Fonts
Thoughout a man page, different font faces have particular meanings. Default text is known as "Roman". Bold text is used for text that must be typed exactly as shown (or for general emphasis within paragraphs). Italic text, which is actually usually displayed underlined instead, are for arguments that must be replaced by something else.

Note that on Solaris, bold in man pages does not show up without some tweaking.  I'll discuss this in a separate posting.

In Linux, apostrophes don't always display as apostrophes in PuTTY. To fix this, make sure PuTTY is configured to assume received data is in the UTF-8 character set.

General Formatting Rules

Macro commands
Macro commands for the text formatter generally appear on newlines prefixed by a single dot. Anything else you type will appear in the man page in formatted paragraphs, fully justified against the left and right margins. The text formatter will automatically split-up and hyphenate long words when necessary.

Line breaks and paragraph breaks (.br and .LP)
Line breaks in man pages are generally swallowed up, so if you're typing a long paragraph, you can usually hit Enter whenever you like.

If you actually want to begin a new paragraph, leave one blank line. Alternatively, use the .LP command on a line by itself to request a new paragraph.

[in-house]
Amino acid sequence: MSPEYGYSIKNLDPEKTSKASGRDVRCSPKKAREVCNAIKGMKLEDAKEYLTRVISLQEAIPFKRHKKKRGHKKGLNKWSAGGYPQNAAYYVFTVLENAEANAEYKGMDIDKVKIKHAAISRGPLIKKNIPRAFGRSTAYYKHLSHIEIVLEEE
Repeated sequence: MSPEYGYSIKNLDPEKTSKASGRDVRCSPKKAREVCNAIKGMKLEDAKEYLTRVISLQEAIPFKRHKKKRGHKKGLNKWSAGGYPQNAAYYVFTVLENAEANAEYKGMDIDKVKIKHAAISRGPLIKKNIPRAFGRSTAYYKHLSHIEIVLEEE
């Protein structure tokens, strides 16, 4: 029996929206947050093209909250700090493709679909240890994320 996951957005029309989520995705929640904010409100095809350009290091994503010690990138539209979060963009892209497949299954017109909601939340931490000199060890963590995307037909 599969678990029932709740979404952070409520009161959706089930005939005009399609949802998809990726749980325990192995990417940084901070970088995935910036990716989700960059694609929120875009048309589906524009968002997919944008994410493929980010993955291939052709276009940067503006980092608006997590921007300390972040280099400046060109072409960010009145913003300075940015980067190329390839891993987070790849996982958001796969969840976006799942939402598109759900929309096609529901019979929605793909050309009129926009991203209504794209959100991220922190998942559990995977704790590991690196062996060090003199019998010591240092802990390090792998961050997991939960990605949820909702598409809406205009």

If you want to force a line break (but not a new paragraph), use the .br command on a line by itself to request a line break.

Be careful when putting in line breaks. Solaris swallows up extra space when displaying man pages, but Linux does not.

Bold text (.B, .BR and \fB)
If a line begins .B the next argument will be bold. If the text contains spaces, enclose in double quotes. E.g.
The word
.B bold
will be bolded.
To switch back to Roman text without incurring a space, use .BR instead. The first argument will be bold, the second argument Roman. As before, if an argument must contain spaces, enclose in double quotes. E.g.
The word
.BR bold ,
will be bolded but the comma was Roman.
Alternatively, the macro \fB starts bold face, \fR returns to Roman. E.g.
The word \fBbold\fR, will be bold. 
Italic text (.I, .IR and \fI)
As previously mentioned, italic text actually usually appears underlined. If a line begins .I the next argument will be italics. If the text contains spaces, enclose in double quotes. E.g.
The word
.I italic
will be underlined.
To switch back to Roman text without incurring a space, use .IR instead. The first argument will be italics, the second argument Roman. As before, if an argument must contain spaces, enclose in double quotes. E.g.
The word
.IR italic ,
will be underlined but the comma was Roman.
Alternatively, the macro \fI starts italics, \fR returns to Roman. E.g.
The word \fIitalic\fR, will be underlined.
Indenting paragraphs (.RS, .RE, .HP and .TP)
There are several ways to achieve paragraph indentation. The simplest form is .RS <N> where <N> is the number of characters to indent. This sets up a relative indent, and .RE ends a relative indent. E.g.
.RS 3
This paragraph is indented by 3 characters.
.RE
The .RS command can be nested to create different levels of indentation. Each successive .RE returns the indentation back to the previous setting. E.g.